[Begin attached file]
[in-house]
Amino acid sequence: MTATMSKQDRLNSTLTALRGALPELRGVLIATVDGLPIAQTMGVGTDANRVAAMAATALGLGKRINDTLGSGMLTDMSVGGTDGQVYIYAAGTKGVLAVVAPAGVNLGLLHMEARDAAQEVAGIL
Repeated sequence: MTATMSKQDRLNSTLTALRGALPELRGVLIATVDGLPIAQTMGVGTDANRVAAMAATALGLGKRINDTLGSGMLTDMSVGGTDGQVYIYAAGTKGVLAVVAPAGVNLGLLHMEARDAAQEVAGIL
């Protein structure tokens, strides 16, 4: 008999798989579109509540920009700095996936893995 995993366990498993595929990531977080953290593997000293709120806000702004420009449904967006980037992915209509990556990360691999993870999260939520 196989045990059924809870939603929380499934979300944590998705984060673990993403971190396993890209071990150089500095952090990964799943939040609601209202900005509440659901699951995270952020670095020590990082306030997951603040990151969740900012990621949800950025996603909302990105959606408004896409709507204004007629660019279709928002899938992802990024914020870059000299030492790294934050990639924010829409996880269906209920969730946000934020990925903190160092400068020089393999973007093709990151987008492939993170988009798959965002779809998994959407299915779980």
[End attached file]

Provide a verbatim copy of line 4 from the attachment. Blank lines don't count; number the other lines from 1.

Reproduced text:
């Protein structure tokens, strides 16, 4: 008999798989579109509540920009700095996936893995 995993366990498993595929990531977080953290593997000293709120806000702004420009449904967006980037992915209509990556990360691999993870999260939520 196989045990059924809870939603929380499934979300944590998705984060673990993403971190396993890209071990150089500095952090990964799943939040609601209202900005509440659901699951995270952020670095020590990082306030997951603040990151969740900012990621949800950025996603909302990105959606408004896409709507204004007629660019279709928002899938992802990024914020870059000299030492790294934050990639924010829409996880269906209920969730946000934020990925903190160092400068020089393999973007093709990151987008492939993170988009798959965002779809998994959407299915779980």